Yale University’s controversial Vinland card is a fake, a new study confirms


Yale University‘s Vinland map, which sparked its share of controversy over claims it was the earliest representation of the New World, is a fake, the school said.

A team of restorers and conservationists found “compelling new evidence” that the parchment map was made in 20th century ink, according to a statement from the New Haven, Connecticut school.

The team used a technique called x-ray fluorescence spectroscopy that helped them identify inconsistencies in the map. The statement noted that medieval scribes usually wrote with iron gall ink, but analysis of the card revealed the presence of a titanium compound, which was first made in the 1920s.

The Vinland card.VCG Wilson / Corbis via Getty Images

“The Vinland card is a fake,” said Raymond Clemens, curator at Yale University’s Beincke Rare Book & Manuscript Library. “There is no legitimate doubt here. This new analysis should calm things down. “

The card was acquired by Yale in the mid-1960s and is believed to be a 15th century card.

Previous studies have been conducted on the authenticity of the card, but the new analysis was the most thorough to date and examined the entire document using tools and techniques previously unavailable. Clemens said he believed the card’s deception was intentional.

“The changed inscription certainly seems to be an attempt to make people believe that the map was created at the same time as the Speculum Historiale,” said Clemens. “It’s strong evidence that this is a fake, not an innocent third-party creation that was co-opted by someone else, although it doesn’t tell us who committed the deception.”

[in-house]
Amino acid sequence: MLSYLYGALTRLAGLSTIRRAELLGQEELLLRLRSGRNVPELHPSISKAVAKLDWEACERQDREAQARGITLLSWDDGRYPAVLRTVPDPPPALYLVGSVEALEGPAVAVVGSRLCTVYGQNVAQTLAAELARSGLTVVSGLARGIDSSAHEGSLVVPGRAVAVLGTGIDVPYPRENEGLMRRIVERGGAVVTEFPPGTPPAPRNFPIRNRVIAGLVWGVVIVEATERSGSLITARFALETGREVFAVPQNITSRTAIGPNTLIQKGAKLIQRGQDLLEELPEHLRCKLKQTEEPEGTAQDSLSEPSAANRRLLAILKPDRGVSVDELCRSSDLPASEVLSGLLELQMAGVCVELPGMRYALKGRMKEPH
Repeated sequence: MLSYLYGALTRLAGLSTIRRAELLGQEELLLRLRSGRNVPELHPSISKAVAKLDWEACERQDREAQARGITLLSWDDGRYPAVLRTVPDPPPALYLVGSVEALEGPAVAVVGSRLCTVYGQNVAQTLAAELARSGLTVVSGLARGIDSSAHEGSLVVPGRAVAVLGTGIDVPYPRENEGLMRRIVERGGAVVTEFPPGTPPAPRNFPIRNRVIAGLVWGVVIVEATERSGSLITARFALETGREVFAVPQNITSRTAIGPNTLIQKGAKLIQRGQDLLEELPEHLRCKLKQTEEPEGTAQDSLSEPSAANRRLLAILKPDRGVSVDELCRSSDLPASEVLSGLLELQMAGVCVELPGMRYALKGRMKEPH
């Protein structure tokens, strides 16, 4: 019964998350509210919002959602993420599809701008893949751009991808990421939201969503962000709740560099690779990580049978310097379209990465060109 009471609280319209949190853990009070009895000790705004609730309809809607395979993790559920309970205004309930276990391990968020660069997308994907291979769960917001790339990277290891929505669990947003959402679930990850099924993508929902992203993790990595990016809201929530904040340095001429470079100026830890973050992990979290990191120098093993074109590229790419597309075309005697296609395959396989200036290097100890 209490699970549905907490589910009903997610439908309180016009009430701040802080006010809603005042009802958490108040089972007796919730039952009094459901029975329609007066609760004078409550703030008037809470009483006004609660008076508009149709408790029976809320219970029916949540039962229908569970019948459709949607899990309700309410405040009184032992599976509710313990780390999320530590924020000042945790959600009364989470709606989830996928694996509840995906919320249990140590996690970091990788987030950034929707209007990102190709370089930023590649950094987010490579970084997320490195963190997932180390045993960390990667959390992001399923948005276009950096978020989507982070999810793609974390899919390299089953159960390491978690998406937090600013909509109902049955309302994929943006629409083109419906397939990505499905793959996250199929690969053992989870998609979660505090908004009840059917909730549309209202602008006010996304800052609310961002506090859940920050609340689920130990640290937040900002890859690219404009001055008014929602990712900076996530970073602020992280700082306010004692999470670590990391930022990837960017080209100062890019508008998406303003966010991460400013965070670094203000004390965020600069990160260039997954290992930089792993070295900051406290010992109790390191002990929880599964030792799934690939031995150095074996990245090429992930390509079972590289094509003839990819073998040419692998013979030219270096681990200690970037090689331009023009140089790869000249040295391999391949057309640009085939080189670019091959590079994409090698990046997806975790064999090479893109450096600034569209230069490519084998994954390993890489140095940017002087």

According to Yale, the team plans to translate their work and findings into scientific articles. Clemens added that he hopes to get an article published in a cartographic journal.

The map was stored and will remain in the Beincke Rare Book & Manuscript Library at Yale. Although it is a forgery, according to Clemens it has become a historical document.

“Objects like the Vinland map consume a lot of intellectual airspace,” he said. “We don’t want this to remain a controversy. There are so many fun and fascinating things that we should investigate that can actually tell us something about exploring and traveling in the medieval world. “

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